Accident to the Arrow 
Speed Saves The Arrow From Plunge To Bottom
Propeller Shaft Breaks Aboard Fastest Yacht Afloat
Knocks A Hole In Her Hull
With Only One Engine She Runs Two Miles to Safety in About 5 Minutes
Her speed, and that alone, saved the fleet yacht Arrow, which holds the world's record, from going to the bottom of the East River yesterday morning. Had the boat not been capable of making the run from Sixty-fifth Street to Twenty-fourth Street in five minutes, with only one screw in action, she would have sank, and her owner, Edward F, Whitney; his nephew, the Captain, and the crew would have had a ducking at the very least. As it is, the yacht was put out of commission for some time to come
Mr. Whitney, who bought the Arrow from Charles R. Flint, has a Summer home at Oyster Bay, and he comes to the city every morning in the yacht. As the attendant at the New York Yacht Club landing put it, "he starts out late and gets in early," because the boat is so very fast.
The landing is invariably made at the yacht club float, at the foot of Twenty-third Street, and there the boat waits for the day, taking Mr. Whitney aboard again in the early evening. The crew, which numbers fourteen, is under the command of Capt. Packard, who has seen years of service on the waters about New York and has come to know the Arrow and her capabilities thoroughly.
Put On Extra Speed
Yesterday the start was made from Oyster Bay as usual, but the boat was a little late in getting off. She came down the Sound all right and passed through Hell gate without mishap. Then the Captain "shook her up" a little, and the yacht traveled at such speed that the skippers of other craft readily recognized her, even though the name was not distinguishable.
While the Arrow was passing Blackwell's Island, and just as she was off Sixty-fifth Street, there was a sudden jar, a clanking aft of her engine room, a noise of wood being hammered and splintered, and a yell from the engineer. The yacht is a twin-screw boat, and one of the shafts had broken suddenly. The stub end, rotating at high speed, thrashing about, smashing everything it struck and causing consternation among engineers and crew. Before the engine governing that screw had been stopped there was a good-sized hole in the bottom of the boat, through which the East River was pouring, and another hole in the after-cabin floor.
There wasn't time for investigation. When the noise stopped the floor of the cabin was ankle deep in water, and the speed had slackened about one-half because of the fact that one screw was out of business. Capt. Packard knew that as soon as the water had flooded the cabin to a sufficient depth, the Arrow would go straight to Davey Jones's locker. he did not know how long it would be before that moment arrived. He might run for one of the piers along the shore near by, or he might try to make Twenty-third Street with one screw. As no sailor man likes to run to a strange landing if he can help it, Capt. Packard took the other alternative and rang for full speed ahead on the one screw.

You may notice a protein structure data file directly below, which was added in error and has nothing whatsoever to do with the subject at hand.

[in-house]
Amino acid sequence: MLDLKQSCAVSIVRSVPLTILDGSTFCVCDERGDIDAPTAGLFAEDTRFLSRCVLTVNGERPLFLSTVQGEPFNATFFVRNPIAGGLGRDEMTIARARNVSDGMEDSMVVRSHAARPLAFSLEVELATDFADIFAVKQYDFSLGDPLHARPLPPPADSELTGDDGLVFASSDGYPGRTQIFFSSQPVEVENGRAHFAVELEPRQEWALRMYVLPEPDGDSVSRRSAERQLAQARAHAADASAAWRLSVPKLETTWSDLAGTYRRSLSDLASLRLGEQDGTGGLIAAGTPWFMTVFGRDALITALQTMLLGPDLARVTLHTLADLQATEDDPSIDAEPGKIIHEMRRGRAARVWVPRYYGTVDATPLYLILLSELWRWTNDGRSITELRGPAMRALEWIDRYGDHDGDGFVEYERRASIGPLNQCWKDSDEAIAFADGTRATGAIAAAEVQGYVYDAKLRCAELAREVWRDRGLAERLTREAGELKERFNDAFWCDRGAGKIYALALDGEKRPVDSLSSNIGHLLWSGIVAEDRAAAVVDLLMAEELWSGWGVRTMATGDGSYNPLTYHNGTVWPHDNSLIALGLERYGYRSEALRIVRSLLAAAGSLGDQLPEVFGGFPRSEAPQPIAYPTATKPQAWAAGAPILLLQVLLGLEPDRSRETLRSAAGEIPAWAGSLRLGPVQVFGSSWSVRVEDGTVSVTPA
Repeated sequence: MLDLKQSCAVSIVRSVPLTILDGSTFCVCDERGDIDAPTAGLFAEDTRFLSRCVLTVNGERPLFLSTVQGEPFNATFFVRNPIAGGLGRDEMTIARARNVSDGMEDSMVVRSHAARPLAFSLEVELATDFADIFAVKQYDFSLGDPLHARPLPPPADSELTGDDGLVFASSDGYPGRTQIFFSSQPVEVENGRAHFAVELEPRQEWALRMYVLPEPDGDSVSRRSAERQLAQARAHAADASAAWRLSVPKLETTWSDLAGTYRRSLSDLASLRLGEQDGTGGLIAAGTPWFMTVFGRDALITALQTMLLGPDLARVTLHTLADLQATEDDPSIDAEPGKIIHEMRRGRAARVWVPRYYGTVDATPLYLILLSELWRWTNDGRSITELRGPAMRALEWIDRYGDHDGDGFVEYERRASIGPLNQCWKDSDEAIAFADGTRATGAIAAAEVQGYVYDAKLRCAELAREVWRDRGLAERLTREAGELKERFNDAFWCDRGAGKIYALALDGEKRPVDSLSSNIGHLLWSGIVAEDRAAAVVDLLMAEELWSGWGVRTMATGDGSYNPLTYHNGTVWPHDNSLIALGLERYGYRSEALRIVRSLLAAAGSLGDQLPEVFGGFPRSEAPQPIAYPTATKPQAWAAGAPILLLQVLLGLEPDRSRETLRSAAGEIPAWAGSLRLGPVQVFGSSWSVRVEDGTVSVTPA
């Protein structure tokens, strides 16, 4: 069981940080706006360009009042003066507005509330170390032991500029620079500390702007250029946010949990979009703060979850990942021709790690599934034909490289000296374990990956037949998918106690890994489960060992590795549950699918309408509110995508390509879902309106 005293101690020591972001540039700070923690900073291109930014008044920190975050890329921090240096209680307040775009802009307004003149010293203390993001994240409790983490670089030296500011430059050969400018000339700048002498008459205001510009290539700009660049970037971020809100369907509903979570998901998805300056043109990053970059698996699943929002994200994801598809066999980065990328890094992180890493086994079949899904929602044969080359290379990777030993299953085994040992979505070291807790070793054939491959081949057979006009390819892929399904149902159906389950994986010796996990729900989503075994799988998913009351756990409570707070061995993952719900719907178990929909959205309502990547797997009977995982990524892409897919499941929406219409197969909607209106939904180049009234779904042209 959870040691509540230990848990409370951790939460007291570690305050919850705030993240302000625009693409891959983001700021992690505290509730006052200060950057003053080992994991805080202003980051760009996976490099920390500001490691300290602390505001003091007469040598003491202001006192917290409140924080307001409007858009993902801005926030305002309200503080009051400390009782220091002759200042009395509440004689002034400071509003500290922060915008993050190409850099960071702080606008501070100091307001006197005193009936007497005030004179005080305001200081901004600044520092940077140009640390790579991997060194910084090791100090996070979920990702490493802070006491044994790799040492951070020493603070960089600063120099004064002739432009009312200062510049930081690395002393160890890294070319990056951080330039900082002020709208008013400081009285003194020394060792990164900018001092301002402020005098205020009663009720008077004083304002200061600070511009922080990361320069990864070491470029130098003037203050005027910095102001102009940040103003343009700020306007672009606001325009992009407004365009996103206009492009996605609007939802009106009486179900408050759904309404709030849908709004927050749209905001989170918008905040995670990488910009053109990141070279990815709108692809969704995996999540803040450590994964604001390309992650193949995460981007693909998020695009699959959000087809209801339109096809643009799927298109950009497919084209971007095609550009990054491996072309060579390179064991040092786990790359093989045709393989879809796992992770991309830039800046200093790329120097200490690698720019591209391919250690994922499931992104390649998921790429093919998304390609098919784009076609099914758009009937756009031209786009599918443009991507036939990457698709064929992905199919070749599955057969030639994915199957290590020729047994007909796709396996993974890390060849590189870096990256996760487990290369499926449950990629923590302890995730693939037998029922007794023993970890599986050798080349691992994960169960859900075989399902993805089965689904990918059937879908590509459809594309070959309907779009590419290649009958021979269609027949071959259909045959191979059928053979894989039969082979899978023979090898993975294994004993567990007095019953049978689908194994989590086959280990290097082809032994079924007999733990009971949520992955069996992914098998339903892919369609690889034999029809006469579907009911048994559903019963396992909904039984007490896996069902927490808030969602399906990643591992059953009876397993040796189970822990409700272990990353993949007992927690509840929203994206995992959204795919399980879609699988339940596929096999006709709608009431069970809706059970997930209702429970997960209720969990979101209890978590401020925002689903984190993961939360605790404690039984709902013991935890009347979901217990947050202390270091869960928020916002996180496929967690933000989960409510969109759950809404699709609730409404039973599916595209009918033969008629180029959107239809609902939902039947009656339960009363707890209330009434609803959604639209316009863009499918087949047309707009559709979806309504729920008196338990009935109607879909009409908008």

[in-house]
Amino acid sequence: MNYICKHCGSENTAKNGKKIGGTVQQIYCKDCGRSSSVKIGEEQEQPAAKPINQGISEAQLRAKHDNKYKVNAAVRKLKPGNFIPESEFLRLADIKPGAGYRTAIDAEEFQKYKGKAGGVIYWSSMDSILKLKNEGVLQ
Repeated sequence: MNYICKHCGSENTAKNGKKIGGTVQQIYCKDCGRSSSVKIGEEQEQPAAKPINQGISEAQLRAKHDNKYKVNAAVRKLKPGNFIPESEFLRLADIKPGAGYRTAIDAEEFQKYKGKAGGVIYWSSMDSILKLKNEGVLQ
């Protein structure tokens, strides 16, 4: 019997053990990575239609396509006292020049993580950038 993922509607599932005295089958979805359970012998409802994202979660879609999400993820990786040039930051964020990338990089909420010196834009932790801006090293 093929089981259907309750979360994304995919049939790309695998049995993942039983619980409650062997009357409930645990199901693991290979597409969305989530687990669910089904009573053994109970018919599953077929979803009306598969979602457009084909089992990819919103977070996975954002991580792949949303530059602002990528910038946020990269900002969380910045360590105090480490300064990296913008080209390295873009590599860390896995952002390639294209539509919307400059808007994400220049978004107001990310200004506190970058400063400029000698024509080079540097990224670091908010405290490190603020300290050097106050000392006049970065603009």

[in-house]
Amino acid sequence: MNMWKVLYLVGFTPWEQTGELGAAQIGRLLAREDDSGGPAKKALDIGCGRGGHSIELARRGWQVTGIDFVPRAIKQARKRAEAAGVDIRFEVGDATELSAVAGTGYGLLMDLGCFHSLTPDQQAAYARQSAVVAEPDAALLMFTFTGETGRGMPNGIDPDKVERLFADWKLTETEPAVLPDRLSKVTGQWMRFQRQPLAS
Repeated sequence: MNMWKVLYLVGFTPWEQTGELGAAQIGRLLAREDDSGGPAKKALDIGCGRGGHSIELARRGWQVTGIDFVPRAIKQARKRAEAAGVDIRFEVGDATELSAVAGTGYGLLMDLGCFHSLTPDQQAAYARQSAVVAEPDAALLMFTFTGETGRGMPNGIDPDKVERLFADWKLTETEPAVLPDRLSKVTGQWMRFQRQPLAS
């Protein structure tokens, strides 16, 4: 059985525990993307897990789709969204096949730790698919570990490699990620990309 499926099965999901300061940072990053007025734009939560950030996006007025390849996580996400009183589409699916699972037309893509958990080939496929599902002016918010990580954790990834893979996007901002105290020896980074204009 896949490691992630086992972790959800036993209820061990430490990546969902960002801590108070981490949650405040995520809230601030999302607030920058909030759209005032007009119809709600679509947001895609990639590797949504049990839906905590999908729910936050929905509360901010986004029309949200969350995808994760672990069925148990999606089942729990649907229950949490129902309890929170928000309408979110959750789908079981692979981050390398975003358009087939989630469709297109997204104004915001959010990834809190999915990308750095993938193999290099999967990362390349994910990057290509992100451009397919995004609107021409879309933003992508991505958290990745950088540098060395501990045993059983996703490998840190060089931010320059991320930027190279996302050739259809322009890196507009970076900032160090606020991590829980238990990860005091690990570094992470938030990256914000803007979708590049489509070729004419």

The Arrow Did Her Best
Despite the dead weight of water pulling her stern down and keeping her bow up, the Arrow responded to the additional steam bravely. She put her nose through the ripples of the river and bounded along at a great rate, as though she feared a ducking more than her owner. it was a good two-mile run to Twenty-third Street, but she made it in about five minutes, and, as one of the crew remarked afterward: "She was only half in commission at that."
Meanwhile, there was excitement on board. Mr. Whitney and his nephew, who had been talking together when the accident happened, helped the deckhands and the chef to get the furniture and rugs out of the after cabin. These were piled on the forward deck, until, with a big mound of wicker chairs, plush cushions, and dripping carpets, the Arrow looked like a miniature pirate craft that had just made a rich haul in household goods.
When, with a somewhat sharp turn, Capt. Packard brought the boat's nose around toward the shore, it occurred to him that his charge was likely to sink at any moment and that the yacht club landing did not offer the facilities for keeping afloat that the Dock Department recreation pier at the foot of Twenty-fourth Street did, especially as there were two department tugs just off the dock. So the Captain ran up along side the recreation pier and stopped. It was estimated afterward that he had about fifty seconds top spare, and no one doubted that the boat would have sunk within two minutes at most.
Laborers On The Pier Helped
There was a crowd of laborers on the pier, for they are paid off on Thursday morning. They all sprang to the assistance of the Arrow's crew when they saw what the trouble was. Lines were passed from the wharf and from the department tug Brooklyn, which was on the off side, and by quick work and good judgment the boat was kept partly afloat, though her after cabin was flooded almost to the roof.
Mr. Whitney and his nephew got ashore at once, and the crew clambered up after them on to the pier. Later, the Merritt Chapman Wrecking Company took charge of the yacht, and she was buoyed up and towed to the Morse Iron Works, at the foot of Fifty-sixth Street, Brooklyn. Mr. Whitney is one of the owners of the docks, and the yacht will be repaired there.
(Transcribed from the New York Times, Sep. 7, 1906, p. 6)
[Thanks to Greg Calkins for help in preparing this page]
Hydroplane History Home
This page was last revised Thursday, April 01, 2010.
Your comments and suggestions are appreciated. Email us at firstname.lastname@example.org
© Leslie Field, 1999